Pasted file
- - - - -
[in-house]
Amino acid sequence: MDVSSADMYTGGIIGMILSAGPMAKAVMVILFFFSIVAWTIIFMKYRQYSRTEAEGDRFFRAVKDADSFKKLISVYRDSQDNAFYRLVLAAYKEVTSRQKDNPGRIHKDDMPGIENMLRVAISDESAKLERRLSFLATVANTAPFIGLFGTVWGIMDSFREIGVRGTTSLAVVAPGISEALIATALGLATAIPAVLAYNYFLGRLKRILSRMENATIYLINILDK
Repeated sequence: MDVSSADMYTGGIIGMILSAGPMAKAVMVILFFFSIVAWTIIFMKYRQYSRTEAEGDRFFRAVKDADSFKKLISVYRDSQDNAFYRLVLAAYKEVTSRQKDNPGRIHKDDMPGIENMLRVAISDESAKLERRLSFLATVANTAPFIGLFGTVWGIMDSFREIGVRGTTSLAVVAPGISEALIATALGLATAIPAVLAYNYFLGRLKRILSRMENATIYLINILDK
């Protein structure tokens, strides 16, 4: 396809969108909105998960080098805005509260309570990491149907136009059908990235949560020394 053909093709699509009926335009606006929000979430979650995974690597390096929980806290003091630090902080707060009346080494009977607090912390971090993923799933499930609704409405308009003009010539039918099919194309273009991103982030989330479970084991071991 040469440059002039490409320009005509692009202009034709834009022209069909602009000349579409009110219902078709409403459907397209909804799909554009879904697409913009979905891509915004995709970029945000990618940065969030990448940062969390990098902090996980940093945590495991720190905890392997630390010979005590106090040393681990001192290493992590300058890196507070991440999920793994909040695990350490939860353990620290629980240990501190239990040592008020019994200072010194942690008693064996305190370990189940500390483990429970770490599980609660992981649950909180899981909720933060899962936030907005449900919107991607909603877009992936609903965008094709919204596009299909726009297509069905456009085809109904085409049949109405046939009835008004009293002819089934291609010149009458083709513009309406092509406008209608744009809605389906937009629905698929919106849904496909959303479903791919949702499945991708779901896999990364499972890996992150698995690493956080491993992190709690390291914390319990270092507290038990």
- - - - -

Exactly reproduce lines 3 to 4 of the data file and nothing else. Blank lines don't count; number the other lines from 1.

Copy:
Repeated sequence: MDVSSADMYTGGIIGMILSAGPMAKAVMVILFFFSIVAWTIIFMKYRQYSRTEAEGDRFFRAVKDADSFKKLISVYRDSQDNAFYRLVLAAYKEVTSRQKDNPGRIHKDDMPGIENMLRVAISDESAKLERRLSFLATVANTAPFIGLFGTVWGIMDSFREIGVRGTTSLAVVAPGISEALIATALGLATAIPAVLAYNYFLGRLKRILSRMENATIYLINILDK
């Protein structure tokens, strides 16, 4: 396809969108909105998960080098805005509260309570990491149907136009059908990235949560020394 053909093709699509009926335009606006929000979430979650995974690597390096929980806290003091630090902080707060009346080494009977607090912390971090993923799933499930609704409405308009003009010539039918099919194309273009991103982030989330479970084991071991 040469440059002039490409320009005509692009202009034709834009022209069909602009000349579409009110219902078709409403459907397209909804799909554009879904697409913009979905891509915004995709970029945000990618940065969030990448940062969390990098902090996980940093945590495991720190905890392997630390010979005590106090040393681990001192290493992590300058890196507070991440999920793994909040695990350490939860353990620290629980240990501190239990040592008020019994200072010194942690008693064996305190370990189940500390483990429970770490599980609660992981649950909180899981909720933060899962936030907005449900919107991607909603877009992936609903965008094709919204596009299909726009297509069905456009085809109904085409049949109405046939009835008004009293002819089934291609010149009458083709513009309406092509406008209608744009809605389906937009629905698929919106849904496909959303479903791919949702499945991708779901896999990364499972890996992150698995690493956080491993992190709690390291914390319990270092507290038990």